Neutralization of hepaCAM by antibodies (Fig. 4B) or inactivation by mutations (Fig. 4C) reduced not only expression of connexin 43 but also its localization at the plasma membrane. This is paralleled by the finding that hepaCAM ablation reduced expression of MLC1 at the plasma membrane26. Both MLC1 and connexin 43 are structural components of cellular junctions which implies that hepaCAM may be a general regulator of cellular junctions. Similarly, hepaCAM associates with the chloride channel ClC-2, and coexpression of hepaCAM with ClC-2 in HeLa cells led to an increased presence of ClC-2 on the plasma membrane17.
It had been found that it is the extracellular domain of hepaCAM that is necessary for its targeting to cell junctions, and for its interactions with itself and with MLC1 and ClC-227. This finding is in line with our data that the mutations as well as the monoclonal antibody that interrupt the association of hepaCAM with connexin 43 are located in or target the extracellular domain.
By discovering the requirement of hepaCAM for localizing connexin 43, a well-established tumor suppressor, to cellular junctions and stabilizing it there, this study identifies a mechanism by which deletion of hepaCAM may support tumor progression.
Materials and Methods
Cell culture and transfection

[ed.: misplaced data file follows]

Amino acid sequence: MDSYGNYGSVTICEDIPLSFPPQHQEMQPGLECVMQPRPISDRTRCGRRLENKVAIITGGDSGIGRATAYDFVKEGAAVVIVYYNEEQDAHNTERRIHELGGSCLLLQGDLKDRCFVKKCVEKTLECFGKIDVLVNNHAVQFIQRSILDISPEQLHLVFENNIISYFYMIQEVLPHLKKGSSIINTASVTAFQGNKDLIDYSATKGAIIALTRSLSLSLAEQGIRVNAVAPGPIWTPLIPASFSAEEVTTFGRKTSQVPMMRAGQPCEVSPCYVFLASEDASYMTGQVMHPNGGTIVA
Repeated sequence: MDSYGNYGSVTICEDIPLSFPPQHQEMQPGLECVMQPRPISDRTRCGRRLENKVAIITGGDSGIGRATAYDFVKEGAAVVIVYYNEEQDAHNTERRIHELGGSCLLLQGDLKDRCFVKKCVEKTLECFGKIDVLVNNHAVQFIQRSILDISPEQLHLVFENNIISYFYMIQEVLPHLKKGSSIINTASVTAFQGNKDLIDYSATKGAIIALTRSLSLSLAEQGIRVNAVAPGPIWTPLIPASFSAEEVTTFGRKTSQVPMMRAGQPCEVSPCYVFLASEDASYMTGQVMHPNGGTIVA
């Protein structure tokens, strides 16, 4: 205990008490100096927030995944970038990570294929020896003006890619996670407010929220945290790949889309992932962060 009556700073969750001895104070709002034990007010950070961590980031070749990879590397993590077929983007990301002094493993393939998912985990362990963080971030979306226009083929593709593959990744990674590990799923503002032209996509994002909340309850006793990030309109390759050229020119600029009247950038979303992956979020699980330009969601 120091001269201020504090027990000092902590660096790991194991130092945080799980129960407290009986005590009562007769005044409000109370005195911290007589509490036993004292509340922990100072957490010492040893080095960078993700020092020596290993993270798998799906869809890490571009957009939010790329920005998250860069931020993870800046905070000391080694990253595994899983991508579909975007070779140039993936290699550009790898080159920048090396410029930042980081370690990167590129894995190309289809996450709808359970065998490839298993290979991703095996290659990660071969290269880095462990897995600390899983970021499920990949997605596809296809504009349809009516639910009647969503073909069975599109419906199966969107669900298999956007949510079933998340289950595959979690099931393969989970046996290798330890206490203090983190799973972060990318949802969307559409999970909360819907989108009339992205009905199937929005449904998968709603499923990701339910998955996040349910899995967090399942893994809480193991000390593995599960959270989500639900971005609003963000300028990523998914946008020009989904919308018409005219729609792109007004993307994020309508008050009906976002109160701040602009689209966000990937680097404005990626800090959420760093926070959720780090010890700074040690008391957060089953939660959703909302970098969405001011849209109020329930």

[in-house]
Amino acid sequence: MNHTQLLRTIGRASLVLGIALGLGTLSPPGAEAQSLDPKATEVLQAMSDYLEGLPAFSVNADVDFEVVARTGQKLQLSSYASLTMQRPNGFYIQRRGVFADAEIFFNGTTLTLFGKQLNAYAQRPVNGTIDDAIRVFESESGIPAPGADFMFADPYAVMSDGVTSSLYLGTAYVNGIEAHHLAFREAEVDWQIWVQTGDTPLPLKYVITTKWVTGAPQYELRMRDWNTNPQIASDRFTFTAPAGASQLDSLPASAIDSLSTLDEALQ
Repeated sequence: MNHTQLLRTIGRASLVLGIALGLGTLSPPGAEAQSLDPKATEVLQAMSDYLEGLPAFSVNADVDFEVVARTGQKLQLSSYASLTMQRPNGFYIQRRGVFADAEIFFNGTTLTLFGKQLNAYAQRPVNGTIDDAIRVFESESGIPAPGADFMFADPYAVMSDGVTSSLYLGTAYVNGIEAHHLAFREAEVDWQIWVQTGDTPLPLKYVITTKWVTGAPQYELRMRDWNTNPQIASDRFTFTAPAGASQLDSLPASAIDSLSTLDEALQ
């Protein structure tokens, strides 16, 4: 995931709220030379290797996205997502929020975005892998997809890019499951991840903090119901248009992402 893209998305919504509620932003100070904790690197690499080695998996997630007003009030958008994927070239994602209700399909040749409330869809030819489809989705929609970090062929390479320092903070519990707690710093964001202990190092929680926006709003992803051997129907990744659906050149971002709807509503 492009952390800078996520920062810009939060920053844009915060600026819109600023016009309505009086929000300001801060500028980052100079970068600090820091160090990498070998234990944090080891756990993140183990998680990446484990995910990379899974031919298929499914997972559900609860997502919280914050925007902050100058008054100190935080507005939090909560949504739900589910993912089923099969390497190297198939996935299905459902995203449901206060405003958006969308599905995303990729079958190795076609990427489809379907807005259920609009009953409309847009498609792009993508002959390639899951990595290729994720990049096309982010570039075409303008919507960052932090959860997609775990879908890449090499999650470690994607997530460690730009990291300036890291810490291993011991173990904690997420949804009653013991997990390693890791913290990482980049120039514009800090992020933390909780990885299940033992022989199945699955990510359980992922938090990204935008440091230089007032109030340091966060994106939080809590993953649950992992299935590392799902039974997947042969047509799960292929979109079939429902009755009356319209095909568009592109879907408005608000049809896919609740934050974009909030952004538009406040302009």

U373 MG glioblastoma cells (a kind gift from Dr. Celestial Yap, National University of Singapore) were maintained in F-12 medium (Life Technologies, Carlsbad, CA, USA) supplemented with 10% FBS (Biowest, Nuaille, France). Wild-type hepaCAM/GlialCAM (WT), GlialCAM-R92Q, and GlialCAM-R92W were cloned into the pcDNA3.1 vector (Life Technologies) 5′ to a FLAG epitope. Stable transfection of U373 MG cells was performed using Lipofectamine PLUS reagent (Life Technologies) according to the manufacturer’s instructions. Cells were selected in culture medium containing 800 μg/ml G418 (Sigma-Aldrich, St. Louis, MO, USA) for 2 weeks before cloning. Human embryonic kidney HEK293T cells (a kind gift from Dr. Paul MacAry, National University of Singapore) were maintained in in high glucose Dulbecco’s Modified Eagle Medium (DMEM; Sigma-Aldrich) supplemented with 10% FBS. Transient transfection of HEK293T cells was performed using Turbofect Transfection Reagent (Thermo Scientific, Rockford, IL, USA) according to the manufacturer’s instructions.
Treatment of cells with hepaCAM antibody
U373 MG cells stably expressing hepaCAM were treated overnight with a monoclonal antibody against the extracellular hepaCAM domain (clone 419305; R&D Systems, Minneapolis, MN, USA) at a concentration of 10 μg/ml. Mouse IgG1 (MOPC-21; Sigma-Aldrich) was used as an isotype control.
Cells were cultured on glass coverslips to 80% confluency, fixed with 4% paraformaldehyde and permeabilized with 0.2% Triton X-100. Non-specific sites were blocked with 1% BSA. Subcellular localization of hepaCAM was detected with a custom-made mouse monoclonal antibody against the cytoplasmic hepaCAM domain (GenScript, Piscataway, NJ, USA) or with an antibody against the extracellular hepaCAM domain (clone 419305), followed by Alexa Fluor 488 goat anti-mouse IgG (Life Technologies). Subcellullar localization of connexin 43 was detected with rabbit polyclonal anti-connexin 43 (clone 3512; Cell Signaling Technology, Danvers, MA, USA) and Alexa Fluor 594 goat anti-rabbit IgG (Life Technologies). Cells were counterstained with DAPI, and the coverslips were mounted onto glass slides for viewing with an Olympus FV1000 confocal laser scanning microscope.